LONDON/LISBON (Reuters) - Portugal’s slide towards becoming the next Greece - needing a second bailout to avoid bankruptcy - accelerated on Monday as untrusting underwriters hiked the cost of insuring Lisbon’s bonds to new highs and insisted it be paid up front.
Business and consumer confidence also hit record lows, the latter battered by the lower salaries and across-the-board tax hikes that were part of Portugal’s painful austerity program.
Banks and others offering default insurance to holders of Portuguese sovereign debt have begun demanding huge up-front payments rather than allowing costs to be spread over the term of the contract.
On Monday, this meant that it cost a whopping 3.95 million euros to insure 10 million euros in bonds over five years, payable now.
It made Portugal the second-highest sovereign to insure in the world, after Greece, and implied a huge lack of confidence in market circles about Lisbon’s future.
While Italian and Spanish borrowing costs have fallen, Portuguese bonds have come under intense pressure from investors after Standard & Poor’s downgraded 15 euro zone countries earlier in January, putting Portugal in the “junk” category.
Its already soaring 10-year bond yields surged on Monday by 171 basis points to 17.353 percent, suffering their third worst day in the euro era and adding to expectations that Lisbon will have to get a second bailout from the European Union and International Monetary Fund to go with the 78 billion euro package it has already been handed.
There is also increasing concern that Portugal will be forced to restructure its debt like Greece, even though its debt levels of around 105 percent of gross domestic product are much lower than Greek ones.
In Brussels for an EU summit, Portuguese Prime Minister Pedro Passos Coelho pinned the blame on a failure to sort out a second Greek bailout, for his country’s troubles.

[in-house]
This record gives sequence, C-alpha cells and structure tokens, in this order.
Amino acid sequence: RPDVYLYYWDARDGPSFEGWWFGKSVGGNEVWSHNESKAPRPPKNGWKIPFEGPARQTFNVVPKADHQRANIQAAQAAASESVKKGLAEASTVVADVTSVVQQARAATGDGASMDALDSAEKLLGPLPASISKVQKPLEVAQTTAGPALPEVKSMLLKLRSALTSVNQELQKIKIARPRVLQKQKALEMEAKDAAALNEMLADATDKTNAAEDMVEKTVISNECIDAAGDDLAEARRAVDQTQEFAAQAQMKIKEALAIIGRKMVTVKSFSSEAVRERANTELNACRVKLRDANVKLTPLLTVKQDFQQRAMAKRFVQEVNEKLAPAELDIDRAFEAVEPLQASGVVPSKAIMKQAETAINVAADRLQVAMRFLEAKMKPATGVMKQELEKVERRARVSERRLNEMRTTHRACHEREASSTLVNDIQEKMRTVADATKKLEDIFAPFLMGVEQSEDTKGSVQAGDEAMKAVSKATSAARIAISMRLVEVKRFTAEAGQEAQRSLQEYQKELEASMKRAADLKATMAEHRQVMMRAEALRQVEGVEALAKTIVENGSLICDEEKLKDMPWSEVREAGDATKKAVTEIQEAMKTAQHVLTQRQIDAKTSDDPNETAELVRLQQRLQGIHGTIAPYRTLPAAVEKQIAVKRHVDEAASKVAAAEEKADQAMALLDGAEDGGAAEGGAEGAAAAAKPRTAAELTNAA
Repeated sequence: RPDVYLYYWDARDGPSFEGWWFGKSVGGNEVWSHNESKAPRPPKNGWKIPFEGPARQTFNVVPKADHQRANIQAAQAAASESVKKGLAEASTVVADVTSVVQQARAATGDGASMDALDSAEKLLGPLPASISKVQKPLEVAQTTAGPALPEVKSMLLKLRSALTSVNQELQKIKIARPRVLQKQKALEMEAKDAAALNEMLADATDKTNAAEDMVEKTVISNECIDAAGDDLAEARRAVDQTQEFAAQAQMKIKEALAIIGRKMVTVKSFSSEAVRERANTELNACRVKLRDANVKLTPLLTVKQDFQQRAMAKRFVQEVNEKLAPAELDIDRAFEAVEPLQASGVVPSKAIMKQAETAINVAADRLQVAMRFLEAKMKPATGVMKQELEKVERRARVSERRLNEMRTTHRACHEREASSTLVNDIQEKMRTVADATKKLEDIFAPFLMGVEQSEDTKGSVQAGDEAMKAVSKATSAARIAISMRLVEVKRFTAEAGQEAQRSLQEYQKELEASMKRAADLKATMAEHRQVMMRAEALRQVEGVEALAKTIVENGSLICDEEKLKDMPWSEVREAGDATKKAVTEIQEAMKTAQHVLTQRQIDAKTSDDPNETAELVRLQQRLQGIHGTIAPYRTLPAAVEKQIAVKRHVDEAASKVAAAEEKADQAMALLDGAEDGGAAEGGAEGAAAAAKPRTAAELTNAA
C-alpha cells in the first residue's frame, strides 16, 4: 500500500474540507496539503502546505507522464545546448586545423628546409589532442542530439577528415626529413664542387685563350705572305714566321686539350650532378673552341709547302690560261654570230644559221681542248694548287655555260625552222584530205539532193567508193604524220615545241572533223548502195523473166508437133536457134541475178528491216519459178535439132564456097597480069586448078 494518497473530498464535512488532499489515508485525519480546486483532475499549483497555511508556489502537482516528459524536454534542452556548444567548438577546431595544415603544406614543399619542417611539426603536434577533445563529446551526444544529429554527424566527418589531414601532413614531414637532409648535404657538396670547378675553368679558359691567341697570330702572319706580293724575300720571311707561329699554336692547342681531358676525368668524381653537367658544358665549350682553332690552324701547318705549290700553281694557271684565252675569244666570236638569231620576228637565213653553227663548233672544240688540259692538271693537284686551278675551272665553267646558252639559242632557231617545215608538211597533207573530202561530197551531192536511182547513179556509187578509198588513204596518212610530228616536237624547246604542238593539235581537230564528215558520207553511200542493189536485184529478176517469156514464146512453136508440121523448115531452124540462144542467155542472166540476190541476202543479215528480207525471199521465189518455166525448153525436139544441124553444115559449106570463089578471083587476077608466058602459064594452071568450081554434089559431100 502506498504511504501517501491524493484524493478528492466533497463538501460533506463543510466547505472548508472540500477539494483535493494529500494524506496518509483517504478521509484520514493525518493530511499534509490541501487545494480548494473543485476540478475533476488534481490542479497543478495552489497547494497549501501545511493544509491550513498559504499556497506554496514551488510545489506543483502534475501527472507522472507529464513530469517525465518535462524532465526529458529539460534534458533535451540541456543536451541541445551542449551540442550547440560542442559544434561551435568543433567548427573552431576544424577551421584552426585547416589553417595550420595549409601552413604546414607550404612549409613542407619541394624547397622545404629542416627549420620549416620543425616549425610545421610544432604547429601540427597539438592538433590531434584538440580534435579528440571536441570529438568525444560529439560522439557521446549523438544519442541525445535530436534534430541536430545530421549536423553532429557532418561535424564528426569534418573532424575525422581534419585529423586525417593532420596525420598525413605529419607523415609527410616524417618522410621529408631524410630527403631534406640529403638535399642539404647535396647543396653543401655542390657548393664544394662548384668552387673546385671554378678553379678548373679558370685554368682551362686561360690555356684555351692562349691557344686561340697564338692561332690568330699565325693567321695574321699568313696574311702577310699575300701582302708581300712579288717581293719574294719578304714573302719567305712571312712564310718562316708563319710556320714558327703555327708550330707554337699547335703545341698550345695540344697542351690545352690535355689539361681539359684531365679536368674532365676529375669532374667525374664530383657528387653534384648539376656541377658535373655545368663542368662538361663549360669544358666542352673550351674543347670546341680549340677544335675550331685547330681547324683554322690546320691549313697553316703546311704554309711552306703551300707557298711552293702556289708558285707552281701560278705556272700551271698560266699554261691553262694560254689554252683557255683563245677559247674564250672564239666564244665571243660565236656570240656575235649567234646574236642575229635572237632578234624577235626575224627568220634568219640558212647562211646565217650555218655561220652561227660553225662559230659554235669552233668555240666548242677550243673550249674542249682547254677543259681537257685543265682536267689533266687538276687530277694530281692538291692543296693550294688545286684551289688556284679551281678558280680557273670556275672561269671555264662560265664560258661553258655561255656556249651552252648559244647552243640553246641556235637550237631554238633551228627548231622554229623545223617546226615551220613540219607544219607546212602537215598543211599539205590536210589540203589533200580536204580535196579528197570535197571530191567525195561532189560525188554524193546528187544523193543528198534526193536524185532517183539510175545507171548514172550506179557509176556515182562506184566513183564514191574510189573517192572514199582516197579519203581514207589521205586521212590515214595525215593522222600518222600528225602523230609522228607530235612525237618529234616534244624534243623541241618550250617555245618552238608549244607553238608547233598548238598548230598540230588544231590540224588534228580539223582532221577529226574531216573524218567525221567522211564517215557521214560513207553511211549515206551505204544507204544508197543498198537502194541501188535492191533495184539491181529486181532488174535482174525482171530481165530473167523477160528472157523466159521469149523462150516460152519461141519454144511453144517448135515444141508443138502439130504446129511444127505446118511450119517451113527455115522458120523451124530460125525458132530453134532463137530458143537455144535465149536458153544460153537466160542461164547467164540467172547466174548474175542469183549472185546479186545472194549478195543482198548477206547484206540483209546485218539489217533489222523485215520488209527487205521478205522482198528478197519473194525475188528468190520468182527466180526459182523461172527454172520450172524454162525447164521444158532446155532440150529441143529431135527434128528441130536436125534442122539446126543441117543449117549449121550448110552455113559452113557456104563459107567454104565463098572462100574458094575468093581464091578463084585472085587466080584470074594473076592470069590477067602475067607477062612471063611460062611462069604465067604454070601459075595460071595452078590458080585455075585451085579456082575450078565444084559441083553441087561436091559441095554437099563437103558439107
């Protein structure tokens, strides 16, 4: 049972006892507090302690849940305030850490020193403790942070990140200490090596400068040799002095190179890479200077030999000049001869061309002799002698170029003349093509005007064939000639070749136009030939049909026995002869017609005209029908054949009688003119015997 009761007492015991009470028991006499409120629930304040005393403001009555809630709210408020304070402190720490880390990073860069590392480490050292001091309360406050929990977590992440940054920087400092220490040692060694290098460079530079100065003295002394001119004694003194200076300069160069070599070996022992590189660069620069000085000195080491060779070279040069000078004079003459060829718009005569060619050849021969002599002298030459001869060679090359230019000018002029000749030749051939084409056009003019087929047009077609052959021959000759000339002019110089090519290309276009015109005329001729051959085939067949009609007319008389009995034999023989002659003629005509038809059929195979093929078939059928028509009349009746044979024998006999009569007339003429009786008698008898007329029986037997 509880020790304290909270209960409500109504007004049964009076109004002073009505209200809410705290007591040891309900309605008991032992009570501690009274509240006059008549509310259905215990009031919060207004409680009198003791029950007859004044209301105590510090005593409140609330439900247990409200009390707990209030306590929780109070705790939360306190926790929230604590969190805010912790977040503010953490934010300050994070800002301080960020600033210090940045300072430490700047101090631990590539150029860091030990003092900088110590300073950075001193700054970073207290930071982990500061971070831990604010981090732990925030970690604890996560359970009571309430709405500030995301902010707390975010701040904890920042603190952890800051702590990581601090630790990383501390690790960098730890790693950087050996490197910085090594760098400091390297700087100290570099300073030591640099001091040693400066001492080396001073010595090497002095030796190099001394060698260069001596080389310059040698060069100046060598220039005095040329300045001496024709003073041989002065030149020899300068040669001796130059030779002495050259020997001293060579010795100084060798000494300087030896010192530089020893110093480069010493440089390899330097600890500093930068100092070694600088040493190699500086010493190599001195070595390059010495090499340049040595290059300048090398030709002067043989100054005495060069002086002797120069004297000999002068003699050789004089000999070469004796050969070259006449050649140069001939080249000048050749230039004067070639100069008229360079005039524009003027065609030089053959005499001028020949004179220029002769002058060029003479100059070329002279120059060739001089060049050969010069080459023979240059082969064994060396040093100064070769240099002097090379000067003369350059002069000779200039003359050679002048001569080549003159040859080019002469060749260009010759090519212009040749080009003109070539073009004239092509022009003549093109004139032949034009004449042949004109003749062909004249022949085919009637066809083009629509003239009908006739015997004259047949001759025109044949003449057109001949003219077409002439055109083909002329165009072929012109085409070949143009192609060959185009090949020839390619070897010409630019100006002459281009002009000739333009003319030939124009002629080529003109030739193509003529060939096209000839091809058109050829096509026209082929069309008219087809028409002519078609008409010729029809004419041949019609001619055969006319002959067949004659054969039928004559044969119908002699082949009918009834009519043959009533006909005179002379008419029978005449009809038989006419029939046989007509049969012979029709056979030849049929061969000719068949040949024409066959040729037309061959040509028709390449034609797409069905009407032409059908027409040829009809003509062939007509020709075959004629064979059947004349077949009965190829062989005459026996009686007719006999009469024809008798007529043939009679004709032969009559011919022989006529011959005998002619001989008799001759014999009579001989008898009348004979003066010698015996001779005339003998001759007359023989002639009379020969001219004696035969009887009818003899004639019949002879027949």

“The Greek situation continues, after all this time, to be the main factor of instability,” he told reporters. “It would be very good for everybody in Europe and for Portugal that the situation in Greece is resolved as soon as possible.”
The decline in business and consumer confidence reflected both Portugal’s dire economic condition and the pain of austerity imposed as a condition of its first bailout.
The economic climate indicator, which measures business confidence, slumped to minus 4.7 in January from minus 4.4 in December, the National Statistics Institute said. A year ago it stood at plus 1.6.
INE said its consumer confidence indicator fell to a negative reading of 57.1 in January - also the lowest on record - after minus 56.8 in December.
“For consumers, we couldn’t expect anything else, the start of the year brought more unemployment and higher taxes and obviously that is reflected in confidence,” said Filipe Garcia, economist at Informacao de Mercados Financeiros.
Meanwhile, the demand for so-called up-front payments on bond insurance policies, or credit defaults swaps (CDS) showed a growing distrust among banks of Portugal’s ability to pay its debts.
Prices are quoted up front when they reach extreme levels and require the buyer of protection to pay a single lump sum instead of annual premiums.
Up-front payments for Greece began in September last year.
Additional reporting by Marius Zaharia. Writing by Jeremy Gaunt/Mike Peacock